What Should You Look For When Choosing A Kitten?

What Should You Look For When Choosing A Kitten?
What Should You Look For When Choosing A Kitten?

Video: What Should You Look For When Choosing A Kitten?

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Video: Choosing The Greatest Kitten For Your Life 2023, February
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First, the kitten must be weaned from the mother in a timely manner. Since kittens at home are most often weaned at 6-8 weeks of age, the kitten you purchase must be at least 8 weeks old before leaving the mother.

If he was often taken in his arms (but, of course, they did not scoff at him), then the kitten easily gets used to people and usually becomes an affectionate, affectionate pet. It is better not to take a kitten older than 12 weeks, which has received little human attention, because it will always be afraid of people and try to stay away from them.

By the age of 7-8 weeks, kittens usually have erupted (or are ready to erupt) all of their sharp milk (temporary) teeth: 14 in the upper and 12 in the lower jaw, a total of 26 teeth. Most kittens at this age weigh 700-800 grams.

Three kittens in a basket, photo photo of a cat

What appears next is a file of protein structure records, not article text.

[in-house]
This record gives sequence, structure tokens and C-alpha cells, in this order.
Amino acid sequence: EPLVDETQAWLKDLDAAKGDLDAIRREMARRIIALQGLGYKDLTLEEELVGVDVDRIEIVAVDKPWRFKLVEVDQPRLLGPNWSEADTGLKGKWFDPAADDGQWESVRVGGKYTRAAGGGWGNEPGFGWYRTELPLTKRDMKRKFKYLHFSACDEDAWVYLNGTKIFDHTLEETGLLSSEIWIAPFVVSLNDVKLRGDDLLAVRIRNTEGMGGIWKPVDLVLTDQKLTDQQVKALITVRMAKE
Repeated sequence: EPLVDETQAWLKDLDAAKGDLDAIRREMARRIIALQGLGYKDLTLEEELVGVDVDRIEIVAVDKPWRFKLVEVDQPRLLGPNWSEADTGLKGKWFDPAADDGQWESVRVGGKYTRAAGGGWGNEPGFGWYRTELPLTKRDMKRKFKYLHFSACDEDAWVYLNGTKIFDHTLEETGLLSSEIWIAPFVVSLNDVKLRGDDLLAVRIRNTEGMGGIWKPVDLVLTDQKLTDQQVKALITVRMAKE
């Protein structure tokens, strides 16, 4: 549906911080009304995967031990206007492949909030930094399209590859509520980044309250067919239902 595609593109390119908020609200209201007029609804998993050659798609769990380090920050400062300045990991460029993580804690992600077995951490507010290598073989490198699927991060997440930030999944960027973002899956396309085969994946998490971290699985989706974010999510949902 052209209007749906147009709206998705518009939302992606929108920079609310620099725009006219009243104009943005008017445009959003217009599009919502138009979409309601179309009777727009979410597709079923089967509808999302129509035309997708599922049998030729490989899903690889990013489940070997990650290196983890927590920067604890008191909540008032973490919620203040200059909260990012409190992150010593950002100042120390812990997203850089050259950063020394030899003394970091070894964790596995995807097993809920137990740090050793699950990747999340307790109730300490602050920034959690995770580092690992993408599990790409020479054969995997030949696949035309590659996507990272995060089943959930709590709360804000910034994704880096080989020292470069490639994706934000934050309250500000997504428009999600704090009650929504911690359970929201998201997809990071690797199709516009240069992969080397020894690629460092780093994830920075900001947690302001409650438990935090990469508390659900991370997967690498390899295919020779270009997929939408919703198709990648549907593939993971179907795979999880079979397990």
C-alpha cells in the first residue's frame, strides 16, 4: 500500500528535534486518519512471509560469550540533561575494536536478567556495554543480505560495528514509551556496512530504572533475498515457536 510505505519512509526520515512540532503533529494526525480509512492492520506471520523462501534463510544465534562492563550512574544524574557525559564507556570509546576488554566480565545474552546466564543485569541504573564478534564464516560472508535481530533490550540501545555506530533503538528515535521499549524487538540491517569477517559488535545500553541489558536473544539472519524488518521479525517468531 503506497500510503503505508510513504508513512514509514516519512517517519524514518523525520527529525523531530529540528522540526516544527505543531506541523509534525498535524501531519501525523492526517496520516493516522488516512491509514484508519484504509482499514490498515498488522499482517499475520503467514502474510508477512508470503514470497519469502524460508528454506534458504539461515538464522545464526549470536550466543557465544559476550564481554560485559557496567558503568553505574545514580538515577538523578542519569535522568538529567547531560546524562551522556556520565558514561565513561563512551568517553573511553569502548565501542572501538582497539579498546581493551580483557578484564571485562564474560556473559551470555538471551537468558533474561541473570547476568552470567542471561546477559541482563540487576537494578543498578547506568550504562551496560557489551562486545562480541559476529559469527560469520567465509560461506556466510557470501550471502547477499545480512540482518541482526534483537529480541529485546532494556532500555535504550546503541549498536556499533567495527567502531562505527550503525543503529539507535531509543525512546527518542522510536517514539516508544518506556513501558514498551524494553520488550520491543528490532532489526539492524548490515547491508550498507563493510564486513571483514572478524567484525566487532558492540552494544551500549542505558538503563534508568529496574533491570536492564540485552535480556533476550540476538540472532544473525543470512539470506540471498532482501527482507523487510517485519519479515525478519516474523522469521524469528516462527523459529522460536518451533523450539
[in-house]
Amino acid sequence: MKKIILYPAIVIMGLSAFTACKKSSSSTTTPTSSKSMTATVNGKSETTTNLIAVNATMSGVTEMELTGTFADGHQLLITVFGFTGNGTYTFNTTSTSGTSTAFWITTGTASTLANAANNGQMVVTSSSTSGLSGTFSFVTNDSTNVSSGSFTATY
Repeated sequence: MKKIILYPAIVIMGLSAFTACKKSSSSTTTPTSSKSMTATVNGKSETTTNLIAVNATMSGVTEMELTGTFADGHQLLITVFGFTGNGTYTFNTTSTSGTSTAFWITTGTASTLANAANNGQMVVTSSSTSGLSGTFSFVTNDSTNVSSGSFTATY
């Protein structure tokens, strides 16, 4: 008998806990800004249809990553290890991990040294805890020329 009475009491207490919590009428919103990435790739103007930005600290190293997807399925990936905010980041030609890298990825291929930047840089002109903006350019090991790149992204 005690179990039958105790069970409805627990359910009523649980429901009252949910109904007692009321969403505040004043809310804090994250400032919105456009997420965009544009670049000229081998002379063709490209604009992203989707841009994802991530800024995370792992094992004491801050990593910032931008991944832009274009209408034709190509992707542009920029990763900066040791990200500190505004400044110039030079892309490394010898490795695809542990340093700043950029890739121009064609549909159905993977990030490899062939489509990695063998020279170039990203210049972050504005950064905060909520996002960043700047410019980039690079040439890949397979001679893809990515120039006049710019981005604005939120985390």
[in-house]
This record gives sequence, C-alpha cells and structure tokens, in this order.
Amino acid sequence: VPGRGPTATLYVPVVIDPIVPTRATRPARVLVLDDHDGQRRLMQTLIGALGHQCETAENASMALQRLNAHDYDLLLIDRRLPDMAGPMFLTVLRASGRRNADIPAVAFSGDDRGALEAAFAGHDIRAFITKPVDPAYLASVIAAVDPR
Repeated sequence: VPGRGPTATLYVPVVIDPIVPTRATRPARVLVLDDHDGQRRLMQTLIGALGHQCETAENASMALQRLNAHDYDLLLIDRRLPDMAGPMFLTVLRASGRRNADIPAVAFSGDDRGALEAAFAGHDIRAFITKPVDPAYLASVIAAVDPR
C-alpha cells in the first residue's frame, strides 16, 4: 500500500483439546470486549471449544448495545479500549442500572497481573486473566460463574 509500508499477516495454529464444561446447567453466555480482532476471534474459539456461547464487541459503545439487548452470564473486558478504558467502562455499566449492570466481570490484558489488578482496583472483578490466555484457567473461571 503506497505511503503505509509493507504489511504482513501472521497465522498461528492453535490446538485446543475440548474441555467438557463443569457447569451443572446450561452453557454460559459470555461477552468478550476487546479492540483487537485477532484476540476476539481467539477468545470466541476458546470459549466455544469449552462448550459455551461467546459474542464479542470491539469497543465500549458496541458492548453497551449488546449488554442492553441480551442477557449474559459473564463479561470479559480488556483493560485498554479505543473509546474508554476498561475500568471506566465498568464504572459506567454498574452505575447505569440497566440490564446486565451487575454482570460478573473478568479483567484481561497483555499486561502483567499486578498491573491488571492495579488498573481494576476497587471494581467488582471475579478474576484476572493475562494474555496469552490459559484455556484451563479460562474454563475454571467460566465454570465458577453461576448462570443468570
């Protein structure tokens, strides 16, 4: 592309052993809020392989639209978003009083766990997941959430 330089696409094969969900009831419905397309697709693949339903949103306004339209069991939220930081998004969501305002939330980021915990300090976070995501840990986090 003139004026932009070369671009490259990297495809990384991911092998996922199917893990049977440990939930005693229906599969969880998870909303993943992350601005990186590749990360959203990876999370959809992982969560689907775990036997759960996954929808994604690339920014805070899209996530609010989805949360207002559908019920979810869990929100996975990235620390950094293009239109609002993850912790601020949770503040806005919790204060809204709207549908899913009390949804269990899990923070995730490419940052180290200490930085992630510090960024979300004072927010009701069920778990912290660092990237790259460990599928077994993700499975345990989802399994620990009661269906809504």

Three kittens in a basket, photo photo of a cat

It is important that the kittens are of normal fatness: they should not have a ridge and ribs sticking out, but they should not have round, like a pot, sides. If the mother looks unkempt, the babies are likely to have been treated poorly as well. They should look clean, well-licked, strong, active, fit and interested in literally everything that surrounds them, including your behavior. Make sure that there are no lice, ear mites, and no signs of ill health, such as yellow spots of diarrhea under the tail.

There should be no gait defects, lameness, nasal and eye discharge. A white kitten with one or both blue eyes should be tested for deafness.

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If you choose a kitten from a whole litter, take a friendly and active, but not the most aggressive (that is, the one that wins all his brothers and sisters in the game), but also not timid, shy. Do not take the smallest and most downtrodden, even if you really feel sorry for him.These kittens are most likely to experience physical and emotional distress. From the very birth, they eat the worst of all, they have the weakest immunity to diseases. Due to the mistreatment that these kittens experience from their siblings, they grow up to be either overly shy or very aggressive. If you want to check the state of mind of your future pet, place him in a room where there are no more cats to embarrass him, and see if he starts chasing a paper ball or string. Then clap your hands loudly and talk to the kitten for five to six seconds. If he runs away, hides and does not want to go out immediately after you begin to coax him affectionately, then it will probably be difficult for him to live in a house full of noisy children. Then ask if he has been vaccinated and whatand take the kitten to the vet for a checkup.

Source: N. Nepomniachtchi "Keeping a cat"

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